A typical mole removal using this technique takes about fifteen minutes to perform when assisted by a nurse, or 25 minutes without the assistance of a nurse. Normally a 30 minute procedure time is booked to allow for set up and tidy up before and after.
Is it a standard procedure time
A shave excision can be done in a standard 15 minute appointment, however, an ellipse excision is usually booked into a 30 minute procedure appointment, so it depends on the technique that you have discussed with your doctor.
How long will it take to heal?
The healing time is different for the two different types of mole removal and the location, and also the reason for the excision. The healing time of a cosmetic mole removal on a face can be 7-10 days, during which there will be a scab form and then fall off as the skin heals up under the scab. A deep shave excision for testing for possible melanoma is a much deeper and wider shave excision and depending on the location on the body, can take between 2 and 4 weeks to heal. There can be a risk of infection on the lower leg with this technique (or any excision on the lower leg) due to poor immune function and blood supply on the lower leg, which can further delay healing.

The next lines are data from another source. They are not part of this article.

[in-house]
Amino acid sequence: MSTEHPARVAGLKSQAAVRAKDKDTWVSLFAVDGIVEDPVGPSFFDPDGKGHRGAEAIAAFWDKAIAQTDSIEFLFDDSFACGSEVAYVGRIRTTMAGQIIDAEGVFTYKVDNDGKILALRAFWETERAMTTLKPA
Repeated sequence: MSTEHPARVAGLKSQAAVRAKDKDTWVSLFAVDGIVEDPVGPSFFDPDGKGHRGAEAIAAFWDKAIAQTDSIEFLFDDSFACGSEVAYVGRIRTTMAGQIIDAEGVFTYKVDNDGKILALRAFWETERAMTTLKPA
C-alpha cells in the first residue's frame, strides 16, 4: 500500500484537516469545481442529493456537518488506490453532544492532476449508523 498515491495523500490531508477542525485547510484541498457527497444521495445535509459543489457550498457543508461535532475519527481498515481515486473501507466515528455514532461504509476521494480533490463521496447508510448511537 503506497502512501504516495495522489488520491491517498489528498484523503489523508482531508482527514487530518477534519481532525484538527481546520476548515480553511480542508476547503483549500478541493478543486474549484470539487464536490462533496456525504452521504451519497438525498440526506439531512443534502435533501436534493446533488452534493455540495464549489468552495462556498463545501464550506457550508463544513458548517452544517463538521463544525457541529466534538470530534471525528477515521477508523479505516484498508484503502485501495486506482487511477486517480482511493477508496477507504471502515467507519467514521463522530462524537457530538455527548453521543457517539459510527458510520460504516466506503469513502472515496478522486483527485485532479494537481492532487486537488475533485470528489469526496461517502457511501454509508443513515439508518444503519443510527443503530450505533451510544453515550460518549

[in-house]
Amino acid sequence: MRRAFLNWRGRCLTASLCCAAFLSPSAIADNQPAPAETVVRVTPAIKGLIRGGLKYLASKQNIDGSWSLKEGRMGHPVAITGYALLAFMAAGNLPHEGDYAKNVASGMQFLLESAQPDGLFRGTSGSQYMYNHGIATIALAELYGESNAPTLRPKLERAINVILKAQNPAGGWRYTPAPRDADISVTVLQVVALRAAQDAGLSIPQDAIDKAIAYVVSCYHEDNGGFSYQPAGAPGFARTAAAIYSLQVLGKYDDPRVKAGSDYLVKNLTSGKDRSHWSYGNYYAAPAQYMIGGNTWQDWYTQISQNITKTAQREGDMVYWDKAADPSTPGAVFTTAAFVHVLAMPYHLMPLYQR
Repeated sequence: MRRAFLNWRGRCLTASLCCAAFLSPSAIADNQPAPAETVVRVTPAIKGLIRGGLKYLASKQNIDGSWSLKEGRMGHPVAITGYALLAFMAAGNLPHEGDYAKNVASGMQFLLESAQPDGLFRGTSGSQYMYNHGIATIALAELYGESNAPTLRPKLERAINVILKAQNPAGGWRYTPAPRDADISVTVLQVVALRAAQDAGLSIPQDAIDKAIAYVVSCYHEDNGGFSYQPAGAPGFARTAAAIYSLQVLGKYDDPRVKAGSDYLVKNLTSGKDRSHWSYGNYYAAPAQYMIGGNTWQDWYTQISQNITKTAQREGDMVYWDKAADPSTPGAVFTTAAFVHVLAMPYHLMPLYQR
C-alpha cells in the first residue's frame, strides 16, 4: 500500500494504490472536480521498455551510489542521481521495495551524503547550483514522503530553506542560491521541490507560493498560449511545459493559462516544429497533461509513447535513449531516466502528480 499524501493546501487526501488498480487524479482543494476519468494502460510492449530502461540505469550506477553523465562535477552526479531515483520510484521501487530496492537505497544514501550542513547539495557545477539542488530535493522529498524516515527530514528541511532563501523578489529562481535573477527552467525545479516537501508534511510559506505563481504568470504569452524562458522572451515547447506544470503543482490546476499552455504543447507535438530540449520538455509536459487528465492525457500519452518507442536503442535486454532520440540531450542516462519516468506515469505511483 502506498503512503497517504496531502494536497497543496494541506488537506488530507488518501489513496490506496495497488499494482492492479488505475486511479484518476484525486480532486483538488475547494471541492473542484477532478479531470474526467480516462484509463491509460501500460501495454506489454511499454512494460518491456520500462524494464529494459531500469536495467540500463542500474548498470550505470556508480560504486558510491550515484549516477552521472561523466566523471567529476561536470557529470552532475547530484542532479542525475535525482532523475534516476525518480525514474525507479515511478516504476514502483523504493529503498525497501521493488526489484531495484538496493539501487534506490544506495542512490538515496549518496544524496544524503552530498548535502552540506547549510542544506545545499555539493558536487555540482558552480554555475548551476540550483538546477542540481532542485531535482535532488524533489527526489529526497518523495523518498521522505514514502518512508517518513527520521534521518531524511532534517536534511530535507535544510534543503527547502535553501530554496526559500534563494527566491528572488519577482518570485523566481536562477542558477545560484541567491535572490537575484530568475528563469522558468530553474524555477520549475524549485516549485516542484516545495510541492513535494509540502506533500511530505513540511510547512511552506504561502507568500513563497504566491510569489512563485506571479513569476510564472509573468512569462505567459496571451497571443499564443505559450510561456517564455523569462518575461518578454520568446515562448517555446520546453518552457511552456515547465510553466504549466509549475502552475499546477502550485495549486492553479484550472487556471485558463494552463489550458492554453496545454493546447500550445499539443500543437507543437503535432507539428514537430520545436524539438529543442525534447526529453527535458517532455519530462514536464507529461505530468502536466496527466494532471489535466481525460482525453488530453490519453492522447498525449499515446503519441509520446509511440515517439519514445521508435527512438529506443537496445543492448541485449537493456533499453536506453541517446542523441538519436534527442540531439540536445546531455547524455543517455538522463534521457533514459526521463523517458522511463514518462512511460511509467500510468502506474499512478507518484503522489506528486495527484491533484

Ellipse excision on the face takes 7 days to heal enough for sutures to be removed, and other parts of the body usually take between 7 and 14 days to heal to the point where sutures can be removed. However, this is only the early stage of healing, with deep sutures continuing to support the wound for the next 6 weeks until further strength has developed in the wound. During this time, sporting activities, lifting, carrying, bending and squatting need to be avoided depending on the location of the wound, and the wound needs to be supported with taping with micropore tape or similar. Wound can be as little as at 10% of their eventual strength at day 7 without supportive deep sutures, and can reach 80% of their eventual strength at 3 months, hence the need to continue taping for an extended period and limit physical exertion, especially on the area affected by the surgery.
What can I do to reduce scarring?